1.3.  We acknowledge that there are a range of issues about the ethical acceptability of behaviour change interventions and that, in some circumstances, changing behaviour will be considered controversial. Though these issues are important, we have not explored them in detail in this report but have instead highlighted them as matters which policy makers should take into account when formulating and implementing behaviour change interventions.

Scope of the inquiry

1.4.  Although the current Government have focused on "tools … to achieve behaviour change that [are] non-regulatory in character", it became clear to us during the course of this inquiry that assessing the effectiveness of non-regulatory interventions could be done only by looking at them in the context of the whole range of interventions, both non-regulatory and regulatory. We have not, therefore, restricted ourselves to considering the effectiveness of non-regulatory interventions but have examined the evidence relating to a variety of policies to change behaviour.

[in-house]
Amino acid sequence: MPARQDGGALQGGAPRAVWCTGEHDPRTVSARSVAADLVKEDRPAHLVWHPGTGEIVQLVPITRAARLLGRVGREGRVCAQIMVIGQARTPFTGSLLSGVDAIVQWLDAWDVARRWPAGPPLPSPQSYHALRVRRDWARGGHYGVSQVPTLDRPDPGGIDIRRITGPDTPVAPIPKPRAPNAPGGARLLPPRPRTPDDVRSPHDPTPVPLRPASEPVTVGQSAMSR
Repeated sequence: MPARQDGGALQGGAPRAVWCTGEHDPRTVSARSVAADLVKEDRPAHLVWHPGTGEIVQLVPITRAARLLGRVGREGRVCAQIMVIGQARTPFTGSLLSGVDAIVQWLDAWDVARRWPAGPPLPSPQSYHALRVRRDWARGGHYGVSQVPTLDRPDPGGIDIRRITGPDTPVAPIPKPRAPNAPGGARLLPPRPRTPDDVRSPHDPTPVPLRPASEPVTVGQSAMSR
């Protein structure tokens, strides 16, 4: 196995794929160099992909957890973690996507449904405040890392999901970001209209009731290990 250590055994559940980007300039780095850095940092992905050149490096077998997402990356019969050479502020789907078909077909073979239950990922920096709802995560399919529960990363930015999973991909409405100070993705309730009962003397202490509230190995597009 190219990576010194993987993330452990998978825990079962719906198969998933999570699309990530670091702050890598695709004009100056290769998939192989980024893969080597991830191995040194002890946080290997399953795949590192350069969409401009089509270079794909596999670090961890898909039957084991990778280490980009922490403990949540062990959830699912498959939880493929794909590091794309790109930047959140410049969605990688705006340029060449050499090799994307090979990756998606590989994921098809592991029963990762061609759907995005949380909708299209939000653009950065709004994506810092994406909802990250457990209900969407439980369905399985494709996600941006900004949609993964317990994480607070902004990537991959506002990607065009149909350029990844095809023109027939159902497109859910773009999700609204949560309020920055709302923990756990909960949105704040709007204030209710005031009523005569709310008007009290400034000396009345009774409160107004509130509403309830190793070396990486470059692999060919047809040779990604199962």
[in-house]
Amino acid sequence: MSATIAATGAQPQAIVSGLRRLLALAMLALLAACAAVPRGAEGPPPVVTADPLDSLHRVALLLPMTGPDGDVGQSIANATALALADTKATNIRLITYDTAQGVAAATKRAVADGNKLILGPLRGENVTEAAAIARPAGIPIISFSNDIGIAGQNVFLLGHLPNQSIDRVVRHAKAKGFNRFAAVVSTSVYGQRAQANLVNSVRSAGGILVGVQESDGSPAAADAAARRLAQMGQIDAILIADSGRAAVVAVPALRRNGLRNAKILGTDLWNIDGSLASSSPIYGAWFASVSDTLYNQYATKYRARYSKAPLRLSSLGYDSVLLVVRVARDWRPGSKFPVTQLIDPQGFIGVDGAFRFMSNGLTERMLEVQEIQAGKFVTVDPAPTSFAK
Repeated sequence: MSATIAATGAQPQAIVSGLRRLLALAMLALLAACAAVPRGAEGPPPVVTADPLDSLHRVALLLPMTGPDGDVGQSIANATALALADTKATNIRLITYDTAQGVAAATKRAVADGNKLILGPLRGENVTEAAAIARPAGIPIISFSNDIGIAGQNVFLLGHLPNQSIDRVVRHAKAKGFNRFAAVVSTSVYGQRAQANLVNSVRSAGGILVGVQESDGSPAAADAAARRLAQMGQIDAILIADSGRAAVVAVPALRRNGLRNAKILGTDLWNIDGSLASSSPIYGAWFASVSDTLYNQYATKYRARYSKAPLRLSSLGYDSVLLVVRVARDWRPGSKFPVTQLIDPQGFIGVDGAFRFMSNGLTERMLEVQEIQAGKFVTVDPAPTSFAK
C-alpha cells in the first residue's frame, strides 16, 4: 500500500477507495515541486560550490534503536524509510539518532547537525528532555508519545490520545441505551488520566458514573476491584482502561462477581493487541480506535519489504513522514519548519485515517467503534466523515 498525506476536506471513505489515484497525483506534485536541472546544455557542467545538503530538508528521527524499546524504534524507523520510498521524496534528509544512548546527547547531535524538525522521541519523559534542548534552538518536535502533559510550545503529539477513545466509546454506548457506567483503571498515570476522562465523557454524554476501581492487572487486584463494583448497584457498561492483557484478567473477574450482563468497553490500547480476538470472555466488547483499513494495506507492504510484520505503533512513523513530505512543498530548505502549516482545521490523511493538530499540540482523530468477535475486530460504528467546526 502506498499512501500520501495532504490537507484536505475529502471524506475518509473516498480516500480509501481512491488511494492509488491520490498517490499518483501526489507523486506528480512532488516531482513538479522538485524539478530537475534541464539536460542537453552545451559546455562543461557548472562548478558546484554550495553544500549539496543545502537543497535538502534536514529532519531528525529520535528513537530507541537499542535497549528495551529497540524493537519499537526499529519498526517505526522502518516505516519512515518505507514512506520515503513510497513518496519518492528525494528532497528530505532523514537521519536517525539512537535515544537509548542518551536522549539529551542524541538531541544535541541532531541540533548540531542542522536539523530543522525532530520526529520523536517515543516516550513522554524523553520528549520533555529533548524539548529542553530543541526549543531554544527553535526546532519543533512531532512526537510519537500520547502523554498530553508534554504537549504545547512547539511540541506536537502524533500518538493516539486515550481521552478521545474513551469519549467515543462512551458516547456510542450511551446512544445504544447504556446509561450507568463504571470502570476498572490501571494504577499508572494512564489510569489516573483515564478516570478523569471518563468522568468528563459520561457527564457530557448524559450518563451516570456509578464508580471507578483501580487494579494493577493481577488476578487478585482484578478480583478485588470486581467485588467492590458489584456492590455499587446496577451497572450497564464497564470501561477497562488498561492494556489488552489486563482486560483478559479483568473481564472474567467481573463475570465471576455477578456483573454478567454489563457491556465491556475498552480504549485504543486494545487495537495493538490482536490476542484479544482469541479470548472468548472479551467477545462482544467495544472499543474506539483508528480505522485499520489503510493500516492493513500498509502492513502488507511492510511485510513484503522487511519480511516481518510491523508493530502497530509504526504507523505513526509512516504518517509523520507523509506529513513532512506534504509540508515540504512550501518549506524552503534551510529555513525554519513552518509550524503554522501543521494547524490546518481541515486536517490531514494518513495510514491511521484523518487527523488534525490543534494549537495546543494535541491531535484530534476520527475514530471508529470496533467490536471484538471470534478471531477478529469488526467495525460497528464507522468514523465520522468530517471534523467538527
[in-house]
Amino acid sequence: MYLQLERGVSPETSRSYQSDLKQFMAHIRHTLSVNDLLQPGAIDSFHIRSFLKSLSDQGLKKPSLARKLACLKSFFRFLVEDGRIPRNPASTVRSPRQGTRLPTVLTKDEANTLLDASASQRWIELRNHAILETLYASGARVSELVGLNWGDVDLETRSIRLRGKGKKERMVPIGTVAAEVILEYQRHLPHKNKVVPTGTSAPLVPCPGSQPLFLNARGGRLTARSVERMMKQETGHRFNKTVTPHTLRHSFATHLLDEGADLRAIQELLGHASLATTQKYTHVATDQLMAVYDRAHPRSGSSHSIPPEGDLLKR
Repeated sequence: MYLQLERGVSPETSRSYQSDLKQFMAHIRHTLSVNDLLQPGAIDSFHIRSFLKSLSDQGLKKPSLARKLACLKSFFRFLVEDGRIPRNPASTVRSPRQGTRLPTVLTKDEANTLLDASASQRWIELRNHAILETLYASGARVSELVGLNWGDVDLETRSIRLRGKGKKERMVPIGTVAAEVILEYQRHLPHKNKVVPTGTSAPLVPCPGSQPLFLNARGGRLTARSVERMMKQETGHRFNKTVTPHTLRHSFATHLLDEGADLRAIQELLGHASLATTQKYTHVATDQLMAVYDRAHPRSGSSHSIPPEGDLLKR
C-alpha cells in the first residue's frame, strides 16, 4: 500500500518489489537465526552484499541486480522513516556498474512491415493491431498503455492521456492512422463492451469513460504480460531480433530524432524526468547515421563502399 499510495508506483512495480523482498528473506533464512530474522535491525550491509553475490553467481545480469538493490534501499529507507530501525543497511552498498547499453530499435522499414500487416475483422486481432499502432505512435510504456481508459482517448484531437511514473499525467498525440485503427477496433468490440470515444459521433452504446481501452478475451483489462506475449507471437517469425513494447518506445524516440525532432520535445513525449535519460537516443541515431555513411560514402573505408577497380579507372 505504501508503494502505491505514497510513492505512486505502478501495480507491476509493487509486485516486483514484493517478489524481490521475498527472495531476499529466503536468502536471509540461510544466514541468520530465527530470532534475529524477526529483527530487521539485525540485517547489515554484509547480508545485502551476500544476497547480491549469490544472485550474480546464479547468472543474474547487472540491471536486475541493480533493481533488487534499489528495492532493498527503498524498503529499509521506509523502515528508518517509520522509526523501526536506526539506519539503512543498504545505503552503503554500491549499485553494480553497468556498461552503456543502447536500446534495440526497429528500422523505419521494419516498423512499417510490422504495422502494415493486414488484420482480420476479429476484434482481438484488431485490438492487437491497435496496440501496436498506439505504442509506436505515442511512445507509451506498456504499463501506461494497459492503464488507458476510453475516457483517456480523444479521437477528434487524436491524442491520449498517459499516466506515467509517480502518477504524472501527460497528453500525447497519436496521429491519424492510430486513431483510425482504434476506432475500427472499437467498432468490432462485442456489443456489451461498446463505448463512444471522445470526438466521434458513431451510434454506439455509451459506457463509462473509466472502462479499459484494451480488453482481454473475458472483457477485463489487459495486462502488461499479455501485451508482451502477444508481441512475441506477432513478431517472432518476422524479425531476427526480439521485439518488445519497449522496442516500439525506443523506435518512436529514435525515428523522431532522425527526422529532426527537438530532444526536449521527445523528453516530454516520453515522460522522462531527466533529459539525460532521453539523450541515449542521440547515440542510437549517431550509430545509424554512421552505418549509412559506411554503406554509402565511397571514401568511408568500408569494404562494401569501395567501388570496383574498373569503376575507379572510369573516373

1.5.  That is not to say that we have assessed each and every Government policy which is intended to change behaviour. Instead, we have directed our attention to the extent to which the Government are making best use of the contribution of disciplines such as neuroscience, psychology, sociology and behavioural economics to the formulation of policy.